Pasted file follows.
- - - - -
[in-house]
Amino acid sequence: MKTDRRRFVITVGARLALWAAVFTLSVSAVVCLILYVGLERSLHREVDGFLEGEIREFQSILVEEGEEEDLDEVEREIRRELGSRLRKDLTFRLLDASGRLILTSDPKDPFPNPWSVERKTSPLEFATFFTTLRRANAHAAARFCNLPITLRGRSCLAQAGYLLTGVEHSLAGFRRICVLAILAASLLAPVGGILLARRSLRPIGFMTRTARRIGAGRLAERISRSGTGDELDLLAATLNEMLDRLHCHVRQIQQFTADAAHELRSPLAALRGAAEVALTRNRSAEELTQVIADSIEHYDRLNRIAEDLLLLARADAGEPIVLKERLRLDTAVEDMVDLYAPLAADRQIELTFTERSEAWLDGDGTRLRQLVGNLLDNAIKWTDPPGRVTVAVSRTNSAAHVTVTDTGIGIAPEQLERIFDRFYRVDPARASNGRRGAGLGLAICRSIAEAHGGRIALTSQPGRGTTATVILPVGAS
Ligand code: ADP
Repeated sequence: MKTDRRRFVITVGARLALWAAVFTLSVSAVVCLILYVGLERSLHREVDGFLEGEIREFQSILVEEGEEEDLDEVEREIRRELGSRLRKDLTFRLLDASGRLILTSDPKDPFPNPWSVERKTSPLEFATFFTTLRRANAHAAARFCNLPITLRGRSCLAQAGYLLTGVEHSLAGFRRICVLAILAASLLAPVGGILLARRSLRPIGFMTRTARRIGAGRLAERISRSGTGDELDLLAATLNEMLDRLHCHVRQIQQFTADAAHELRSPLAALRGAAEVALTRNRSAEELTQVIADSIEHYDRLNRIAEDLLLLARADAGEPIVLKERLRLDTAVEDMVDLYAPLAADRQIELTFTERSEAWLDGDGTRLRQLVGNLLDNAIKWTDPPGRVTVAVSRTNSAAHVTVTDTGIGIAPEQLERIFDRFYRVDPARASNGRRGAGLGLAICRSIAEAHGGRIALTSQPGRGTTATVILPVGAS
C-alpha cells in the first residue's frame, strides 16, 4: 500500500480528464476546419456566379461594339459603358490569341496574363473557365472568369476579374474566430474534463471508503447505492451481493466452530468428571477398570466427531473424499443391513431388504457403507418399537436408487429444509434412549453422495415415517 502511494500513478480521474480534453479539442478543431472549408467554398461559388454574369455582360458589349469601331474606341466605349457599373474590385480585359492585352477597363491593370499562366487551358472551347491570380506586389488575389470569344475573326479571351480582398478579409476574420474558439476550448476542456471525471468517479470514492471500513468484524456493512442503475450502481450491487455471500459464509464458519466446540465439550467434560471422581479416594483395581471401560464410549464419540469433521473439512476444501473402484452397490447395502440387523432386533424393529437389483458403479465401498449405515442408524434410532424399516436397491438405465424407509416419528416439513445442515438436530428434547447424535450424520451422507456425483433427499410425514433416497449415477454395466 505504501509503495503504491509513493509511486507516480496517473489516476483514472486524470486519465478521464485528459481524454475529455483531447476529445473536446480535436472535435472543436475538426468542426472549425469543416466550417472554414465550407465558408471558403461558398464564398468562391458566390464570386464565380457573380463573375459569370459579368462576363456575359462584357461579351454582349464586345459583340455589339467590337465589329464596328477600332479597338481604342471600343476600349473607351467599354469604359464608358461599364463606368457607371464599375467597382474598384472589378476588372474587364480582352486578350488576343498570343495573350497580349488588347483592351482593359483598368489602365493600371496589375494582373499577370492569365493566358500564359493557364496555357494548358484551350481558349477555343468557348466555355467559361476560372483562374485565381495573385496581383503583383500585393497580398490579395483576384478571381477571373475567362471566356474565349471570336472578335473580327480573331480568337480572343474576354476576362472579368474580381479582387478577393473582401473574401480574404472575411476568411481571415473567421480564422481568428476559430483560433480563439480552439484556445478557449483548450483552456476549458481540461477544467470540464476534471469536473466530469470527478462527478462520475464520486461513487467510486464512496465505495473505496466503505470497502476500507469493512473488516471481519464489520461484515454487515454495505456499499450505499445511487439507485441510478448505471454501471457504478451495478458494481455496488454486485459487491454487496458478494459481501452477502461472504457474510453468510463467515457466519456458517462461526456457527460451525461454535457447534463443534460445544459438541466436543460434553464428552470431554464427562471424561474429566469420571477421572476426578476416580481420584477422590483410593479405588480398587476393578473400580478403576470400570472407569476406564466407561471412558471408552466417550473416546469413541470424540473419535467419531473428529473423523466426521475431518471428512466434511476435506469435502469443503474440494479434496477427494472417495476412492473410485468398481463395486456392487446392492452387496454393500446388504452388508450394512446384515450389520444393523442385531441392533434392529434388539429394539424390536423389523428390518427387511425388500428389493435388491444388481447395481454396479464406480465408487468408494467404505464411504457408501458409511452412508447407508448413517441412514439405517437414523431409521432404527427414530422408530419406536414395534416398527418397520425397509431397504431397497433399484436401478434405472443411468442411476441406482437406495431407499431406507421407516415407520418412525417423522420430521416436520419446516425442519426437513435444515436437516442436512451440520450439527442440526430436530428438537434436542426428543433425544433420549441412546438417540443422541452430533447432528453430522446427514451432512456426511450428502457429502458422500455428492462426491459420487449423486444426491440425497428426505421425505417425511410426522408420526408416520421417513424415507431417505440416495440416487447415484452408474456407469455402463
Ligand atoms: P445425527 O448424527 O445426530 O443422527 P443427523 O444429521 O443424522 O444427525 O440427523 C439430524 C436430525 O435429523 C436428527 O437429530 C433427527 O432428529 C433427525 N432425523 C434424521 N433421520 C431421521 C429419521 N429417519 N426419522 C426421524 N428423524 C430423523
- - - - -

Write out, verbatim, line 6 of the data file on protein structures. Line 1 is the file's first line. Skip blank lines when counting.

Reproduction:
Ligand atoms: P445425527 O448424527 O445426530 O443422527 P443427523 O444429521 O443424522 O444427525 O440427523 C439430524 C436430525 O435429523 C436428527 O437429530 C433427527 O432428529 C433427525 N432425523 C434424521 N433421520 C431421521 C429419521 N429417519 N426419522 C426421524 N428423524 C430423523